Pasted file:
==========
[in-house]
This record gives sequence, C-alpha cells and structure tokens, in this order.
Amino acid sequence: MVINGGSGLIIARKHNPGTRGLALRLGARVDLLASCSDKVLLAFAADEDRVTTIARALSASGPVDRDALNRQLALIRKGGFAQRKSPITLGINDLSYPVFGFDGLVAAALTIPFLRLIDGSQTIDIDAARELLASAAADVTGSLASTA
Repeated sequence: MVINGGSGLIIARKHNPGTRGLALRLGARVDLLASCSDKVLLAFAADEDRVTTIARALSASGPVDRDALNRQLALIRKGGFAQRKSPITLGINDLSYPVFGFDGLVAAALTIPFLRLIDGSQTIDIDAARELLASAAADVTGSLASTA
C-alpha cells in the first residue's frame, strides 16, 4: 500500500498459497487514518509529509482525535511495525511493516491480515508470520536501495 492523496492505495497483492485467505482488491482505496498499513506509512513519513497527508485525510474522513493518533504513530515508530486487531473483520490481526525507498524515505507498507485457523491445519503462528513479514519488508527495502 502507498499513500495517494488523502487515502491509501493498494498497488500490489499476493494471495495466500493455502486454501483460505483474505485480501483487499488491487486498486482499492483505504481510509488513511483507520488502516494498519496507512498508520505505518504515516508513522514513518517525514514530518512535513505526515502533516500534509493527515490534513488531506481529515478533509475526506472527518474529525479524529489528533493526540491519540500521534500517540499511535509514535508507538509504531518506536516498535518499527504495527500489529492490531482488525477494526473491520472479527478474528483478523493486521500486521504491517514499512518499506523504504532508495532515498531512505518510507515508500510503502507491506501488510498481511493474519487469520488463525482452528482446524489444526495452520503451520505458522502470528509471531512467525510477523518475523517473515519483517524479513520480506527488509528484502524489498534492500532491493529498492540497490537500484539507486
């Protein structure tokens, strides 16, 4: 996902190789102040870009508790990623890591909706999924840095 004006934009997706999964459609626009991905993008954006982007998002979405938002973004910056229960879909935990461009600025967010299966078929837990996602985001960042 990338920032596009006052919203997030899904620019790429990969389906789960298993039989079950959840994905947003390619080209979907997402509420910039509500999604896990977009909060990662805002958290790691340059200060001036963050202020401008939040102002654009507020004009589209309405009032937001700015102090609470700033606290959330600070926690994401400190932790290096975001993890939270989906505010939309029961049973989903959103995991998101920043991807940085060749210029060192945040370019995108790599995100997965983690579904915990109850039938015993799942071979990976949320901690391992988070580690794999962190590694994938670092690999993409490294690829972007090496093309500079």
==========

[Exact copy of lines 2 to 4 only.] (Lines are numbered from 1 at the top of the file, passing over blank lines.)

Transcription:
This record gives sequence, C-alpha cells and structure tokens, in this order.
Amino acid sequence: MVINGGSGLIIARKHNPGTRGLALRLGARVDLLASCSDKVLLAFAADEDRVTTIARALSASGPVDRDALNRQLALIRKGGFAQRKSPITLGINDLSYPVFGFDGLVAAALTIPFLRLIDGSQTIDIDAARELLASAAADVTGSLASTA
Repeated sequence: MVINGGSGLIIARKHNPGTRGLALRLGARVDLLASCSDKVLLAFAADEDRVTTIARALSASGPVDRDALNRQLALIRKGGFAQRKSPITLGINDLSYPVFGFDGLVAAALTIPFLRLIDGSQTIDIDAARELLASAAADVTGSLASTA